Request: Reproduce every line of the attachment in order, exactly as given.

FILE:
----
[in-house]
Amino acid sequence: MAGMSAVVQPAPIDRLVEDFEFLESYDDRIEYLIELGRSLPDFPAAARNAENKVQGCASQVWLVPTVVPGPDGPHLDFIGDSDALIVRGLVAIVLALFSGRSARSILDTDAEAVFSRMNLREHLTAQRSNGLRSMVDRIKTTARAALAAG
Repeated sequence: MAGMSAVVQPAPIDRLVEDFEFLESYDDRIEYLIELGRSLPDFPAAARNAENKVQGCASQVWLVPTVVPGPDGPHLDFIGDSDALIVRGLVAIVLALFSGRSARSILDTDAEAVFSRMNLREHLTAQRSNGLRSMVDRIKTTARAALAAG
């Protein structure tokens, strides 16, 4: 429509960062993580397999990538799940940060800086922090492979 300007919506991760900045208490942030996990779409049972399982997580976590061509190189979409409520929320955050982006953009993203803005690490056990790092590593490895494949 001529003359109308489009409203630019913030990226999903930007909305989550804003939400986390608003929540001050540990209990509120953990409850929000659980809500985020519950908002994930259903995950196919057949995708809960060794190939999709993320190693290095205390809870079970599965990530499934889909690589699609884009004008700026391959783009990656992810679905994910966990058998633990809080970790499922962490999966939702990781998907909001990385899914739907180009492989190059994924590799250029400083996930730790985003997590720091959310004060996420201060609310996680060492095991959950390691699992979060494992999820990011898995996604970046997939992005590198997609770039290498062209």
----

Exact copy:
[in-house]
Amino acid sequence: MAGMSAVVQPAPIDRLVEDFEFLESYDDRIEYLIELGRSLPDFPAAARNAENKVQGCASQVWLVPTVVPGPDGPHLDFIGDSDALIVRGLVAIVLALFSGRSARSILDTDAEAVFSRMNLREHLTAQRSNGLRSMVDRIKTTARAALAAG
Repeated sequence: MAGMSAVVQPAPIDRLVEDFEFLESYDDRIEYLIELGRSLPDFPAAARNAENKVQGCASQVWLVPTVVPGPDGPHLDFIGDSDALIVRGLVAIVLALFSGRSARSILDTDAEAVFSRMNLREHLTAQRSNGLRSMVDRIKTTARAALAAG
């Protein structure tokens, strides 16, 4: 429509960062993580397999990538799940940060800086922090492979 300007919506991760900045208490942030996990779409049972399982997580976590061509190189979409409520929320955050982006953009993203803005690490056990790092590593490895494949 001529003359109308489009409203630019913030990226999903930007909305989550804003939400986390608003929540001050540990209990509120953990409850929000659980809500985020519950908002994930259903995950196919057949995708809960060794190939999709993320190693290095205390809870079970599965990530499934889909690589699609884009004008700026391959783009990656992810679905994910966990058998633990809080970790499922962490999966939702990781998907909001990385899914739907180009492989190059994924590799250029400083996930730790985003997590720091959310004060996420201060609310996680060492095991959950390691699992979060494992999820990011898995996604970046997939992005590198997609770039290498062209």